‘Stop The Steal’ Organizer Ali Alexander Files Lawsuit Against Jan. 6 Committee

0
443
Ali Alexander, national organizer of Stop the Steal, speaks to a group protesting outside the Secretary of State building on Monday, Nov. 23, 2020, in Lansing before the Board of State Canvassers vote on the certification of state election results. 201123 Stop The Steal 011a

Late on the night of Friday, December 17, 2021, Jan 6 “Stop the Steal” organizer Ali Alexander filed a lawsuit attempting to stop the telephone carrier Verizon Wireless from turning over his phone records to the House select committee investigating the Capitol riot.

The 25-page filing entered into the U.S. District Court in Washington, D.C. lists defendants including House Speaker Nancy Pelosi, the Jan. 6 House select committee, and Verizon Wireless—while seeking an injunction on Alexander’s phone records.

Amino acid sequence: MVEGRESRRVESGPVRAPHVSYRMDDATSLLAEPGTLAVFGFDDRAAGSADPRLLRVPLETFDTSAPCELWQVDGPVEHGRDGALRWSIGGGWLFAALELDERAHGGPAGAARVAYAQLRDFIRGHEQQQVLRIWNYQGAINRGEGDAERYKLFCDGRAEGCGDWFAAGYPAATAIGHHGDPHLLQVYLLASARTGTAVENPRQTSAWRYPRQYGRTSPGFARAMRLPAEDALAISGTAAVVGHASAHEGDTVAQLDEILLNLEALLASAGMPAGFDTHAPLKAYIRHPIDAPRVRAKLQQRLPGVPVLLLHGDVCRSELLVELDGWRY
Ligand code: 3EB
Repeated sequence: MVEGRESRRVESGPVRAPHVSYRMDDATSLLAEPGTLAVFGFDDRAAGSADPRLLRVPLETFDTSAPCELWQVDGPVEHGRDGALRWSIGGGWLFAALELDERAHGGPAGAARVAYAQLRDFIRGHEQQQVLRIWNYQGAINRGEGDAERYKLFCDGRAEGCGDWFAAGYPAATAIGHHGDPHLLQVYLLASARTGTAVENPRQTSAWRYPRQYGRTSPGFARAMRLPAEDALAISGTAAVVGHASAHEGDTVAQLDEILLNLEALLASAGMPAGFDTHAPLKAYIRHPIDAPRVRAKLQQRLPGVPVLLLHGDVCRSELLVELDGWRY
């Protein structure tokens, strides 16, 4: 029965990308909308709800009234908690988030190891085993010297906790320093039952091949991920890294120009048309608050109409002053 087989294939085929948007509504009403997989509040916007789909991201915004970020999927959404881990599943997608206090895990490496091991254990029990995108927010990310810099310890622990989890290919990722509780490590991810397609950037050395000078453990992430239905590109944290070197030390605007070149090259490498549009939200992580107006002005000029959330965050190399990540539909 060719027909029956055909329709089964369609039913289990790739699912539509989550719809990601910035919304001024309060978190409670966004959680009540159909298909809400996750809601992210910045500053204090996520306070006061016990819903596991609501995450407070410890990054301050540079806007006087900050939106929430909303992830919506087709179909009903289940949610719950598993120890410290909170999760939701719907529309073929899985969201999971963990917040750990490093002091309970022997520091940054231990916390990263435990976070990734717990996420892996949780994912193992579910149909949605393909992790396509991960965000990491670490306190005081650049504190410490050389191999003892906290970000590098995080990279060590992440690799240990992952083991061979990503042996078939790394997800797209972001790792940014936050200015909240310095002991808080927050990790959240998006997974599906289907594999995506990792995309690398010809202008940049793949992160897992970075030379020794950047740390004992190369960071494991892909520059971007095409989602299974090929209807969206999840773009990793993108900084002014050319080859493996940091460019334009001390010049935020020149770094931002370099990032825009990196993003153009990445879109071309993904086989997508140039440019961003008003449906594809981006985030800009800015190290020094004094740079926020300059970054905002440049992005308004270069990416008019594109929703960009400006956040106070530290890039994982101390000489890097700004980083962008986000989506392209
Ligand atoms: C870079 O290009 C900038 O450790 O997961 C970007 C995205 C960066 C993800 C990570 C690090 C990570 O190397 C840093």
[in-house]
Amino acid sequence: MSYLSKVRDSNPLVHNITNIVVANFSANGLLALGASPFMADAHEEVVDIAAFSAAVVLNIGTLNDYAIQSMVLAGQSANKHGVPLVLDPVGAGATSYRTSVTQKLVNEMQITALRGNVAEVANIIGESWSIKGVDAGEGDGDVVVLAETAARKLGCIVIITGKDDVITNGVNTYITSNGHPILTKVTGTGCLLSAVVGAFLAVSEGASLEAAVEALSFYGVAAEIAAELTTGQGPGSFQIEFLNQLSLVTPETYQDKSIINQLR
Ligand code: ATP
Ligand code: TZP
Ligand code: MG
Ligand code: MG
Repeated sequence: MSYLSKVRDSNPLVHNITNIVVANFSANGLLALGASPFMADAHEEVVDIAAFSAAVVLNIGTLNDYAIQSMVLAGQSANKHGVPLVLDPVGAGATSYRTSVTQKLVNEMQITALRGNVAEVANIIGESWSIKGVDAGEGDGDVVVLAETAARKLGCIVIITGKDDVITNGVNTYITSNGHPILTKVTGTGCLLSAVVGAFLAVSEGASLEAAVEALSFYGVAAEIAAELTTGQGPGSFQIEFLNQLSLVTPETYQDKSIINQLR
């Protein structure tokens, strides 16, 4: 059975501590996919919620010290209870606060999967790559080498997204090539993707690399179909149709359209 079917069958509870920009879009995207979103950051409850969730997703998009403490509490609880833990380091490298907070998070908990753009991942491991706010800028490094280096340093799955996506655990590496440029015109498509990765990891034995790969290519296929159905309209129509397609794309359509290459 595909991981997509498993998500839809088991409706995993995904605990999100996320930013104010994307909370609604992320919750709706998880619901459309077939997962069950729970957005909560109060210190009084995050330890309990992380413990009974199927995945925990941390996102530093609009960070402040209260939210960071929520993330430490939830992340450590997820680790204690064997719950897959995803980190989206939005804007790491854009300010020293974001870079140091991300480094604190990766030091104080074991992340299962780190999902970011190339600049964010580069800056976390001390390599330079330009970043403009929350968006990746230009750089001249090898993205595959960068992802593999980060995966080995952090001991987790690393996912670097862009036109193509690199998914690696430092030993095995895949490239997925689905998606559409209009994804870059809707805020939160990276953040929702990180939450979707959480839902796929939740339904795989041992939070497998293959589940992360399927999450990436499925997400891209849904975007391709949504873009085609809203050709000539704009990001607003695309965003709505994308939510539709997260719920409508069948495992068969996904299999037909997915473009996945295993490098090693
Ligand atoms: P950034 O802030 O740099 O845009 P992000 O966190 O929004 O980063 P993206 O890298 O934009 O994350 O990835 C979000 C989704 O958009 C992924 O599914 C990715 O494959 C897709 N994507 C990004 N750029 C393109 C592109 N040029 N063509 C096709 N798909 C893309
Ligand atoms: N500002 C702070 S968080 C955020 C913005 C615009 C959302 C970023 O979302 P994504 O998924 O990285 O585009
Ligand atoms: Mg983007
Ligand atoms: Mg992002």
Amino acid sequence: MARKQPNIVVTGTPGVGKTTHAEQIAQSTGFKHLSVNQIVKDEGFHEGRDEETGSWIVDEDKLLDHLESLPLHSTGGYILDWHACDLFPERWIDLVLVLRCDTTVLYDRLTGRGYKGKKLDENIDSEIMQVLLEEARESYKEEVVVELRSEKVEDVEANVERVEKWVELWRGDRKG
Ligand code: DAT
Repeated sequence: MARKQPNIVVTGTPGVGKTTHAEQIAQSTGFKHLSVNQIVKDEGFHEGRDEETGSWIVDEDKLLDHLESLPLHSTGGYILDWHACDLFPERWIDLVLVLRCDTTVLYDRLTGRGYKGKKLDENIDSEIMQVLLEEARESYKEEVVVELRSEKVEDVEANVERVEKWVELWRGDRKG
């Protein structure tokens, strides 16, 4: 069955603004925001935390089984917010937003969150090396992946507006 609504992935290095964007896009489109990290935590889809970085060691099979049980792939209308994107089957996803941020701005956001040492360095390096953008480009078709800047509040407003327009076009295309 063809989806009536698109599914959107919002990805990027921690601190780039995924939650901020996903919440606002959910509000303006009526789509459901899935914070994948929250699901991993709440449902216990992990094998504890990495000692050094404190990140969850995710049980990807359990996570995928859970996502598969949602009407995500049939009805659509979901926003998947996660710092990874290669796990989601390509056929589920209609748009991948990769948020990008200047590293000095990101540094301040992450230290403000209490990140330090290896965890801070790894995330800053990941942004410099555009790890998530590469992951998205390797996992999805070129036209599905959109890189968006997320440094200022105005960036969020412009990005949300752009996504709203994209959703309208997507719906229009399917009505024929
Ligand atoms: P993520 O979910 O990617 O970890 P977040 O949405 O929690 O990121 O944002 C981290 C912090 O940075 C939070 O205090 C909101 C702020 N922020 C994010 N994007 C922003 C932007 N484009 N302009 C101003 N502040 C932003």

“The data sought is not pertinent to the investigation and sweeps up privileged communications between Alexander and clergy, Alexander and people he spiritually counsels, and Alexander and his respective attorneys,” the lawsuit states. “Mr. Alexander reasonably fears this is payback for his beliefs and lawful campaign activity that is being lumped in with illegal acts; and before a body that is not permitted to do either such thing.”

Jonathan A. Mosely, one of the two lawyers representing Alexander in the legal matter, told The Daily Beast late Friday night that “suing Congress is not that easy,” while claiming his client has grown frustrated with the committee, after giving “up thousands and thousands of pages and it’s never enough.” Alexander’s other lawyer, Paul D. Kamenar, told The Daily Beast he hopes to see the American Civil Liberties Union come to Alexander’s aid.

“We expect the ACLU to come in and join us,” he added, “and hopefully get both ends of the political spectrum to agree the January 6 committee is overreaching.”

On Saturday morning, Politico reported the late-night filing confirmed that Alexander had contacted Republican lawmakers Rep. Paul Gosar, Rep. Mo Brooks, and Rep. Andy Biggs ahead of the riot. Further, according to the filing, Alexander had a “few phone conversations” with Gosar.